incompatible with international humanitarian law and fundamental human rights and dignity.
Moreover, the catastrophic consequences of use of nuclear weapons vastly exceed the ordinary
boundaries of armed conflict and adversely impact populations in neutral States, the natural
environment necessary to sustain human life, future generations, and possibly even the future of
civilization. Threat or use of nuclear weapons therefore violates the right to life in fundamental
ways not reducible to law intended to govern the conduct of warfare. In this light, fulfillment of
the universal legal obligation to pursue in good faith and conclude negotiations on nuclear
disarmament is all the more imperative.
Report and Summary of Findings of the Conference presented under the sole responsibility of Austria, Vienna
Conference on the Humanitarian Impact of Nuclear Weapons, 8 to 9 December 2014,
A/RES/70/47, December 7, 2015, adopted by a vote of 144 to 18 with 22 abstentions.
Chemical Weapons Convention (CWC, 1993).
Ottawa Convention (1997).
Oslo Convention (2008).
We would like to conclude our submissions by a reference to Judge Christopher Weeramantry,
President Emeritus of IALANA, who underscored the connection between nuclear weapons and
the right to life and the obligation to respect human dignity in his dissenting opinion in the 1996
“No weapon ever invented in the long history of man’s inhumanity to man has so
negatived the dignity and worth of the human person as has the nuclear bomb.”30
In view of the foregoing comments, we propose the above mentioned amendment to the draft
General Comment No. 36. We remain gladly at your disposal for further clarifications, including
a possible oral discussion.
Daniel Rietiker31 and John Burroughs32
Roger S. Clark and Emilie Gaillard34
Dissenting Opinion of Judge Weeramantry, Nuclear Weapons Advisory Opinion, p. 507.
Dr.jur., Lecturer, University of Lausanne, President, Swiss Lawyers for Nuclear Disarmament,
J.D., Ph.D., Executive Director, Lawyers Committee on Nuclear Policy (LCNP), the UN office of IALANA,
Board of Governors Professor, Rutgers Law School, Camden.
Maître de Conférences, Droit et Sciences Politiques, Université de Caen Normandie.
Vancouver Declaration, February 11, 201135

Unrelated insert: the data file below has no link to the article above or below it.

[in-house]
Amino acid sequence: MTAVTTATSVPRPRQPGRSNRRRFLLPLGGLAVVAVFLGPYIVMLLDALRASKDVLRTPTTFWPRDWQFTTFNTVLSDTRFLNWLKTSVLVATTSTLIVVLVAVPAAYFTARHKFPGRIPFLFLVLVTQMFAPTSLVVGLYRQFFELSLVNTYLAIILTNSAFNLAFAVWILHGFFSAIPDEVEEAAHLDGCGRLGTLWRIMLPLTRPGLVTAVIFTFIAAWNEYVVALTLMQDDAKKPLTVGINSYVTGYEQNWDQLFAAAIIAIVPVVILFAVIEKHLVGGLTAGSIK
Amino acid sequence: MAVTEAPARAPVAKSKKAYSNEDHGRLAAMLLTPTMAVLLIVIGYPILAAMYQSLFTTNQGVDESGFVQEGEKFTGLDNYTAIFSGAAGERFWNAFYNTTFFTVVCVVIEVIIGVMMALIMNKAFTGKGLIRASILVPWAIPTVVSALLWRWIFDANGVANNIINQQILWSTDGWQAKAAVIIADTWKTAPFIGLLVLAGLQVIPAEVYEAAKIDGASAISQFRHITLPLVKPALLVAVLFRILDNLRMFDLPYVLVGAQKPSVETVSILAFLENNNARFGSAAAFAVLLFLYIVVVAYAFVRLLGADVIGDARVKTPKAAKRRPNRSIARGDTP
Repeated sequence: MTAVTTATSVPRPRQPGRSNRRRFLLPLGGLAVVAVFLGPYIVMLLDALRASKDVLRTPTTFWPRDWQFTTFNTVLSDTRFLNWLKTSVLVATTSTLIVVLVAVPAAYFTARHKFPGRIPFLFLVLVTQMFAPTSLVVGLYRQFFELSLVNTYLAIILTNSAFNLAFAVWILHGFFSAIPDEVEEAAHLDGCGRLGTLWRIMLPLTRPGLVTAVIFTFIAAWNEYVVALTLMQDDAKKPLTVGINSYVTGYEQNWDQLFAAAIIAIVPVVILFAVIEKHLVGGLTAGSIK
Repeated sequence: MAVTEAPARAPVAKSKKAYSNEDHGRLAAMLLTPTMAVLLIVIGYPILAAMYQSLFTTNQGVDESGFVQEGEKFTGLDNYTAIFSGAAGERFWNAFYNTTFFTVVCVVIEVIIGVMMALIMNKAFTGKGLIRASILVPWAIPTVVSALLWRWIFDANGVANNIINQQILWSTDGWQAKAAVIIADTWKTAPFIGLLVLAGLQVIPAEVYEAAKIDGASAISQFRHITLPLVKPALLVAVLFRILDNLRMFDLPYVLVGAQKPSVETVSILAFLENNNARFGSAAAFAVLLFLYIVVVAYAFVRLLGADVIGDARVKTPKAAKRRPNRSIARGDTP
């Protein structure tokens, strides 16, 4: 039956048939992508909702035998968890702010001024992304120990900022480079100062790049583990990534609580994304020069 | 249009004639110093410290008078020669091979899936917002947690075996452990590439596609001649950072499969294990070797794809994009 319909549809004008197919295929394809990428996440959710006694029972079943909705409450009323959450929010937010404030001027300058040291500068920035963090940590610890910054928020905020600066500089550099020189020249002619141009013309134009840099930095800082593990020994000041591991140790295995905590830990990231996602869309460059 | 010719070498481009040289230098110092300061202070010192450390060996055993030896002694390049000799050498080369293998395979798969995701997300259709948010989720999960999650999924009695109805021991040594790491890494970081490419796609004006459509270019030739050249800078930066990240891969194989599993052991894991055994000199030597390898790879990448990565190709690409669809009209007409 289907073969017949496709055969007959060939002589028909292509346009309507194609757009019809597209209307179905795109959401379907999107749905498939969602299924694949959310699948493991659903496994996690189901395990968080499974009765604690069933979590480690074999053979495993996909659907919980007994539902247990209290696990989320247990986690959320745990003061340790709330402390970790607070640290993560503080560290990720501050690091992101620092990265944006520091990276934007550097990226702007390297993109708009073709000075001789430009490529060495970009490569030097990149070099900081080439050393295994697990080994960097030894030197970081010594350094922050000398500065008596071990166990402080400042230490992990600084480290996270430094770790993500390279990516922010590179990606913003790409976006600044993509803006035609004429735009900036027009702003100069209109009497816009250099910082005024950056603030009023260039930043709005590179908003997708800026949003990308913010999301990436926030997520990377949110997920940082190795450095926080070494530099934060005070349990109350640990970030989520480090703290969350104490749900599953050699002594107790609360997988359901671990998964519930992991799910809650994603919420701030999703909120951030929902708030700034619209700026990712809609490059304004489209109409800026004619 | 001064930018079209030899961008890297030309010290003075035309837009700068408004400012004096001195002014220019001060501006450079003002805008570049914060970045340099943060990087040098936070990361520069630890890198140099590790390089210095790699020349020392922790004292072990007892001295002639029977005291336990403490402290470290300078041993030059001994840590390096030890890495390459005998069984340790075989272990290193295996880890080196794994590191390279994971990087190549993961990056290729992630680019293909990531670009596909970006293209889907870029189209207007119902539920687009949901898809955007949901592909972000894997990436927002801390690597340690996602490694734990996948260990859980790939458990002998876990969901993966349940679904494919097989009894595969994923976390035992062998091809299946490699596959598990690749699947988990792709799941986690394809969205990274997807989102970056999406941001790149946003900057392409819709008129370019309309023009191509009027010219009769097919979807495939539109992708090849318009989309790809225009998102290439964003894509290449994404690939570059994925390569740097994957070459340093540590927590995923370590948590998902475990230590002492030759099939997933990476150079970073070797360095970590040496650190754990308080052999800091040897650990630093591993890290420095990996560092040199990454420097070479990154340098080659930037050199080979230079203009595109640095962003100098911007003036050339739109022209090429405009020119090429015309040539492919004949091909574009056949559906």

Law’s Imperative for the Urgent Achievement of a Nuclear-Weapon-Free World
Nuclear weapons are incompatible with elementary considerations of humanity.
Human security today is jeopardized not only by the prospect of states’ deliberate use of nuclear weapons, but also by
the risks and harms arising from their production, storage, transport, and deployment. They include environmental
degradation and damage to health; diversion of resources; risks of accidental or unauthorized detonation caused by the
deployment of nuclear forces ready for quick launch and inadequate command/control and warning systems; and risks
of acquisition and use by non-state actors caused by inadequate securing of fissile materials and warheads.
Despite New START there are more than enough nuclear weapons to destroy the world. They must be abolished and
the law has a pivotal role to play in their elimination. In 1996 the International Court of Justice (ICJ) spoke of “the
nascent opinio juris” of “a customary rule specifically prohibiting the use of nuclear weapons.” Fifteen years later,
following the establishment of the International Criminal Court, the entry into force of the Chemical Weapons
Convention and the achievement of treaty bans on landmines and cluster munitions, the legal imperative for non-use
and elimination of nuclear weapons is more evident than ever.
Reasons advanced for the continuing existence of nuclear weapons, including military necessity and case-by-case
analysis, were once used to justify other inhumane weapons. But elementary considerations of humanity persuaded the
world community that such arguments were outweighed by the need to eliminate them. This principle must now be
applied to nuclear weapons, which pose an infinitely greater risk to humanity.
We cannot forget that hundreds of population centers in several countries continue to be included in the targeting plans
for nuclear weapons possessing many times the yield of the bombs dropped on Hiroshima and Nagasaki. The
hibakusha – survivors of those bombings – have told us plainly, “No one else should ever suffer as we did.” The
conventions banning chemical and biological weapons refer to them as “weapons of mass destruction.” WMD are, by
definition, contrary to the fundamental rules of international humanitarian law forbidding the infliction of
indiscriminate harm and unnecessary suffering. As set out in the Annex to this Declaration, that label is best deserved
by nuclear weapons with their uncontrollable blast, heat and radiation effects.
The ICJ’s declaration that nuclear weapons are subject to international humanitarian law was affirmed by the 2010
Nuclear Non-Proliferation Treaty (NPT) Review Conference. In its Final Document approved by all participating
states, including the nuclear-weapon states, the Conference “expresses its deep concern at the catastrophic
humanitarian consequences of any use of nuclear weapons, and reaffirms the need for all states at all times to comply
with applicable international law, including international humanitarian law.”
It is unconscionable that nuclear-weapon states acknowledge their obligation to achieve the elimination of nuclear
weapons but at the same time refuse to commence and then “bring to a conclusion,” as the ICJ unanimously mandated,
“negotiations leading to nuclear disarmament in all its aspects under strict and effective international control.”
In statements made during the 2010 NPT Review Conference, one hundred and thirty countries called for a convention
prohibiting and eliminating nuclear weapons globally. And the Conference collectively affirmed in its Final Document
“that all states need to make special efforts to establish the necessary framework to achieve and maintain a world
without nuclear weapons,” and noted the “five-point proposal for nuclear disarmament of the Secretary-General of the